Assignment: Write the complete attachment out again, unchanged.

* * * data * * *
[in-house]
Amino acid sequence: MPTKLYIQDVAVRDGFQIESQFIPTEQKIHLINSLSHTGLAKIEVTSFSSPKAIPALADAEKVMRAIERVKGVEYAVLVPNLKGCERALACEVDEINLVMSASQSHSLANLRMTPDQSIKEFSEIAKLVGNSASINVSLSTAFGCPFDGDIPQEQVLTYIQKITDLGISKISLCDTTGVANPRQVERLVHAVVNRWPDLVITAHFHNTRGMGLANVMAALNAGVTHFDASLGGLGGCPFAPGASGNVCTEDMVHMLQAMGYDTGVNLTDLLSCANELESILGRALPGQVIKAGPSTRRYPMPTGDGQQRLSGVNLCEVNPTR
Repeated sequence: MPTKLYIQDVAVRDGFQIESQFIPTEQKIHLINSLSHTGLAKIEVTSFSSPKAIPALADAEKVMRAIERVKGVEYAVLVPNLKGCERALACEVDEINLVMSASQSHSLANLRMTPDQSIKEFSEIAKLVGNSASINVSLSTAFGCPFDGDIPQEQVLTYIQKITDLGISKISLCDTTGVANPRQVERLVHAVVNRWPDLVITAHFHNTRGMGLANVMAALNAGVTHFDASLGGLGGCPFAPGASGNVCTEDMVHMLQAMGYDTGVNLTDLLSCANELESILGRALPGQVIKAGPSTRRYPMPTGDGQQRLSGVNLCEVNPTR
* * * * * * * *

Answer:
[in-house]
Amino acid sequence: MPTKLYIQDVAVRDGFQIESQFIPTEQKIHLINSLSHTGLAKIEVTSFSSPKAIPALADAEKVMRAIERVKGVEYAVLVPNLKGCERALACEVDEINLVMSASQSHSLANLRMTPDQSIKEFSEIAKLVGNSASINVSLSTAFGCPFDGDIPQEQVLTYIQKITDLGISKISLCDTTGVANPRQVERLVHAVVNRWPDLVITAHFHNTRGMGLANVMAALNAGVTHFDASLGGLGGCPFAPGASGNVCTEDMVHMLQAMGYDTGVNLTDLLSCANELESILGRALPGQVIKAGPSTRRYPMPTGDGQQRLSGVNLCEVNPTR
Repeated sequence: MPTKLYIQDVAVRDGFQIESQFIPTEQKIHLINSLSHTGLAKIEVTSFSSPKAIPALADAEKVMRAIERVKGVEYAVLVPNLKGCERALACEVDEINLVMSASQSHSLANLRMTPDQSIKEFSEIAKLVGNSASINVSLSTAFGCPFDGDIPQEQVLTYIQKITDLGISKISLCDTTGVANPRQVERLVHAVVNRWPDLVITAHFHNTRGMGLANVMAALNAGVTHFDASLGGLGGCPFAPGASGNVCTEDMVHMLQAMGYDTGVNLTDLLSCANELESILGRALPGQVIKAGPSTRRYPMPTGDGQQRLSGVNLCEVNPTR